2. Economic crisis
The worst kind of economic crisis for REITs is usually a credit-led crisis. In this case, the banks become unwilling to lend money to REITs and property funds as they usually borrow a lot. They will also need to roll over their loans, where the unpaid loans are carried over into a new one. If the banks are unwilling to roll over their loans in an economic crisis, the Charter Hall Group could be in trouble due to a lack of funds. This risk is of medium probability and has a high impact if it occurs. We will need to manage it through asset allocation. Our assets cannot then be all in stocks as stocks will face similar risks when a crisis occurs.
3. Poor performance leading to a sizeable redemption
Every 5 years, investors have a chance to redeem. Fortunately, the funds have performed very well in the past. Hence, the probability of this occurring is low and the impact if it does occur is medium.
Charter Hall Group’s Financials
Growth of Charter Hall Group
Most of them meet our expectations, except for the ROE (Return On Equity) and Return on Tangible Assets. This is due to their fund management segment currently taking up a smaller proportion. But as it grows over time, we believe that the ROE and Return on Tangible Assets will improve as it is a very low capital-intensive business.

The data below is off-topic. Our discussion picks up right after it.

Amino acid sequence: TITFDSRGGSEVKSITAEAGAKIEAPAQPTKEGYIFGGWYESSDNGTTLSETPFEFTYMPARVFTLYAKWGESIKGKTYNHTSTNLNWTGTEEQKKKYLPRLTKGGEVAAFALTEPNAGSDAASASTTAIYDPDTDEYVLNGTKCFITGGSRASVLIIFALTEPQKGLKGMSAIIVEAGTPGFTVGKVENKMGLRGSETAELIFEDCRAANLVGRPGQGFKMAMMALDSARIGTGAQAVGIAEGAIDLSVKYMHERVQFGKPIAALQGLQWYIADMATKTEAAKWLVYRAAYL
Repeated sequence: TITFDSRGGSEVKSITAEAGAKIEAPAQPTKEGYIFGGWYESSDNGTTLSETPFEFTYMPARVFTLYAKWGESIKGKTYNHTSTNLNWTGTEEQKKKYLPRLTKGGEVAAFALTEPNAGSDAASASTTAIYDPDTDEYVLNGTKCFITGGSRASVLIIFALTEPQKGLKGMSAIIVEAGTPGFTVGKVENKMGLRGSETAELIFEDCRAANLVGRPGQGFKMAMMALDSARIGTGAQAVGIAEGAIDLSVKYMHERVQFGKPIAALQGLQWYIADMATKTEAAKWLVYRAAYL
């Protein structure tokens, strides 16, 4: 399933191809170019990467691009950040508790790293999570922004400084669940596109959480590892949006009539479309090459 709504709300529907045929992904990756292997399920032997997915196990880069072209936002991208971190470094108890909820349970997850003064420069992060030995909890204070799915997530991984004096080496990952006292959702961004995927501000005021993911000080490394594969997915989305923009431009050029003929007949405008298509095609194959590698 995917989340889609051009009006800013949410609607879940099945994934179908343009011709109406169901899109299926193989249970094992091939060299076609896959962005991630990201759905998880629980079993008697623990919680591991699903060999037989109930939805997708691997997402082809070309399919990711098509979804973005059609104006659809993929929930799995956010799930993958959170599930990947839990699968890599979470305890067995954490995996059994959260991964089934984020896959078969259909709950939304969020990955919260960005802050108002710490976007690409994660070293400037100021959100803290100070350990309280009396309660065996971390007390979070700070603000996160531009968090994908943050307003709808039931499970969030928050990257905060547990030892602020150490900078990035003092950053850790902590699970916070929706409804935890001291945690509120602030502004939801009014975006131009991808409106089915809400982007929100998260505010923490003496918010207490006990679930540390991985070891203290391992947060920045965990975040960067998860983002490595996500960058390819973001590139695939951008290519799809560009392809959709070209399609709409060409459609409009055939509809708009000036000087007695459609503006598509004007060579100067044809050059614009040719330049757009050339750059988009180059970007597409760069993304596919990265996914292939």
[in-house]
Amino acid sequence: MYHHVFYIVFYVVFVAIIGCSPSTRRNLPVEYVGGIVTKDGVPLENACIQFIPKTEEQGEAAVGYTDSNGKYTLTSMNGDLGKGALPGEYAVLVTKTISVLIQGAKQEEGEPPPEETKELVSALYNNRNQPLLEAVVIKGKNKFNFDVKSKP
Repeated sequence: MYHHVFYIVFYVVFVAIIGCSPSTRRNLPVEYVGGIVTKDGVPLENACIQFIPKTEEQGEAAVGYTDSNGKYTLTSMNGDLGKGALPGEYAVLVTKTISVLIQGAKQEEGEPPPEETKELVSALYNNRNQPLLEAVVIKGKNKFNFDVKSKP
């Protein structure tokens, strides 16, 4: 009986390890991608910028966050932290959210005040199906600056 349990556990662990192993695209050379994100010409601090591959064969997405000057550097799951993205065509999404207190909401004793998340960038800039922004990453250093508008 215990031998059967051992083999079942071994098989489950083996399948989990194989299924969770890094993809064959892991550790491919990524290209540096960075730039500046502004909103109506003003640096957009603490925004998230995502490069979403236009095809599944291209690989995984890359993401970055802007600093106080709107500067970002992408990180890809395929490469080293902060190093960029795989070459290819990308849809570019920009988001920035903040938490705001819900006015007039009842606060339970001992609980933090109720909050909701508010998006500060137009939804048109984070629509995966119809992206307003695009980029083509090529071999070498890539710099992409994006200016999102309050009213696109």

Profitability of Charter Hall Group
Their profitability exceeds our expectations.
Cashflow of Charter Hall Group
Their cash flow meets our requirement.
Financial Health and Valuation of Charter Hall Group
Both their Financial Health and Valuation meet our requirement. Under Valuation, we should only invest in it when it is less than 3 times the Price-to-Earnings Ratio (P/E). Based on the forward earnings of Charter Hall Group, the PEG ratio is currently at 1.6, which also meets our requirement.
Yes, No, Yetto
Yes means that the Charter Hall Group will be included in our portfolio. No means that it’s out of our portfolio. Yetto means it will be in our waiting list.
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To continue, it is a YES for Charter Hall Group. We like the company and the risks are well mitigated. As we shared previously, REITs could be a good investment during times of inflation which might be what is ahead. And investing in REITs managers will allow you to enjoy REITs with the additional benefits like faster growth.
The information and opinions available in this presentation has been obtained from sources believed to be reliable and is for educational purposes only. Any past performance, projection, forecast or simulation of results is not necessarily indicative of the future or likely performance of any investment. The presenter accepts no liability whatsoever for any direct/indirect or consequential losses or damages arising from or in any connection with the use or reliance of this presentation or its contents. In order to make the best financial decision that suits your own needs, you must conduct your own research and seek the advice of a licensed financial advisor if necessary.
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Singapore’s version is Capitaland. Running to the moon since listing.
Capitaland has taken a lesson from all these REIMs.
Interesting article as I don’t have any expertise in Oz market even though it has a reputation for being yield-focused.
My go to REIMs for the past 10+ years have been Blackstone (ok they are more of alternative investment manager, but with emphasis on real estate) and CBRE.